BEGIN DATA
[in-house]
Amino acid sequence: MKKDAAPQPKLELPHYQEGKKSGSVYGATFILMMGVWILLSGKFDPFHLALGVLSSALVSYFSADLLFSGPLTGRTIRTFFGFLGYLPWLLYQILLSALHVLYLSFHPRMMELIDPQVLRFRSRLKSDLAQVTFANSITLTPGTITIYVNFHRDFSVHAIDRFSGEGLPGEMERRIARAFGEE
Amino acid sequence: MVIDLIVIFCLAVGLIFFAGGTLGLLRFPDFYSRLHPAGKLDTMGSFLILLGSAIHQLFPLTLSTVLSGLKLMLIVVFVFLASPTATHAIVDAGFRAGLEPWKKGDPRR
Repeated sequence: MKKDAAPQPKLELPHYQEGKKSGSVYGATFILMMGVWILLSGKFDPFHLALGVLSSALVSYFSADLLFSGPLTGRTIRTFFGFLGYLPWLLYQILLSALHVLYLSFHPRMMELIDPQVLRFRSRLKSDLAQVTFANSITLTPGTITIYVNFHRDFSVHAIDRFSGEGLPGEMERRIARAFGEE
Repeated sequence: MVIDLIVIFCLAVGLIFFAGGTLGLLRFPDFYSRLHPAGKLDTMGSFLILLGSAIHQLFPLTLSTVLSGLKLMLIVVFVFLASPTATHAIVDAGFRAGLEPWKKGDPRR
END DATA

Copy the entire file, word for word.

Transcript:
[in-house]
Amino acid sequence: MKKDAAPQPKLELPHYQEGKKSGSVYGATFILMMGVWILLSGKFDPFHLALGVLSSALVSYFSADLLFSGPLTGRTIRTFFGFLGYLPWLLYQILLSALHVLYLSFHPRMMELIDPQVLRFRSRLKSDLAQVTFANSITLTPGTITIYVNFHRDFSVHAIDRFSGEGLPGEMERRIARAFGEE
Amino acid sequence: MVIDLIVIFCLAVGLIFFAGGTLGLLRFPDFYSRLHPAGKLDTMGSFLILLGSAIHQLFPLTLSTVLSGLKLMLIVVFVFLASPTATHAIVDAGFRAGLEPWKKGDPRR
Repeated sequence: MKKDAAPQPKLELPHYQEGKKSGSVYGATFILMMGVWILLSGKFDPFHLALGVLSSALVSYFSADLLFSGPLTGRTIRTFFGFLGYLPWLLYQILLSALHVLYLSFHPRMMELIDPQVLRFRSRLKSDLAQVTFANSITLTPGTITIYVNFHRDFSVHAIDRFSGEGLPGEMERRIARAFGEE
Repeated sequence: MVIDLIVIFCLAVGLIFFAGGTLGLLRFPDFYSRLHPAGKLDTMGSFLILLGSAIHQLFPLTLSTVLSGLKLMLIVVFVFLASPTATHAIVDAGFRAGLEPWKKGDPRR